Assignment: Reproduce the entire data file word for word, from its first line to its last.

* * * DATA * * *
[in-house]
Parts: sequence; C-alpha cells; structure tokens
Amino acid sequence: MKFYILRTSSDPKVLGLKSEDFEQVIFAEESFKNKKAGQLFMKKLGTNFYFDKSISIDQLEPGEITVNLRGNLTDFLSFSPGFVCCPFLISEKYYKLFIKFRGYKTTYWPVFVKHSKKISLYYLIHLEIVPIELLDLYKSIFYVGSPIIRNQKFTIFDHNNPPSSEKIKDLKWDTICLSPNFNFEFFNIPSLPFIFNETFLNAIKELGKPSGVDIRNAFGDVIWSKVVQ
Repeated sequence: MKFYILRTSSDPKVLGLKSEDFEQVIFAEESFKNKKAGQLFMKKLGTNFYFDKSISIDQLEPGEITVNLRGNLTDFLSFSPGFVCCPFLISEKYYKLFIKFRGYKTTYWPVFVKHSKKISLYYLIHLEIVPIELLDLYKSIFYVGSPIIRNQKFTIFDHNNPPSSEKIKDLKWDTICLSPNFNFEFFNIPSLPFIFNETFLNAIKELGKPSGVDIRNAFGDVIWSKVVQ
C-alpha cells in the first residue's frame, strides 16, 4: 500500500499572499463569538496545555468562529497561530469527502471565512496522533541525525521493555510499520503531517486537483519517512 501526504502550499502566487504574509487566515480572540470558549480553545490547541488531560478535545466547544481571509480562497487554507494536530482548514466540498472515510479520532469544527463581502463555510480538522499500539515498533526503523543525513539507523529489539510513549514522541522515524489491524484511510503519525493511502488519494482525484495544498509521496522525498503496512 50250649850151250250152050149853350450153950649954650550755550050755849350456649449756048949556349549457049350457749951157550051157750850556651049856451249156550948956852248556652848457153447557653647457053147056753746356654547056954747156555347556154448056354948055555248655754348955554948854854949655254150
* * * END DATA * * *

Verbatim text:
[in-house]
Parts: sequence; C-alpha cells; structure tokens
Amino acid sequence: MKFYILRTSSDPKVLGLKSEDFEQVIFAEESFKNKKAGQLFMKKLGTNFYFDKSISIDQLEPGEITVNLRGNLTDFLSFSPGFVCCPFLISEKYYKLFIKFRGYKTTYWPVFVKHSKKISLYYLIHLEIVPIELLDLYKSIFYVGSPIIRNQKFTIFDHNNPPSSEKIKDLKWDTICLSPNFNFEFFNIPSLPFIFNETFLNAIKELGKPSGVDIRNAFGDVIWSKVVQ
Repeated sequence: MKFYILRTSSDPKVLGLKSEDFEQVIFAEESFKNKKAGQLFMKKLGTNFYFDKSISIDQLEPGEITVNLRGNLTDFLSFSPGFVCCPFLISEKYYKLFIKFRGYKTTYWPVFVKHSKKISLYYLIHLEIVPIELLDLYKSIFYVGSPIIRNQKFTIFDHNNPPSSEKIKDLKWDTICLSPNFNFEFFNIPSLPFIFNETFLNAIKELGKPSGVDIRNAFGDVIWSKVVQ
C-alpha cells in the first residue's frame, strides 16, 4: 500500500499572499463569538496545555468562529497561530469527502471565512496522533541525525521493555510499520503531517486537483519517512 501526504502550499502566487504574509487566515480572540470558549480553545490547541488531560478535545466547544481571509480562497487554507494536530482548514466540498472515510479520532469544527463581502463555510480538522499500539515498533526503523543525513539507523529489539510513549514522541522515524489491524484511510503519525493511502488519494482525484495544498509521496522525498503496512 50250649850151250250152050149853350450153950649954650550755550050755849350456649449756048949556349549457049350457749951157550051157750850556651049856451249156550948956852248556652848457153447557653647457053147056753746356654547056954747156555347556154448056354948055555248655754348955554948854854949655254150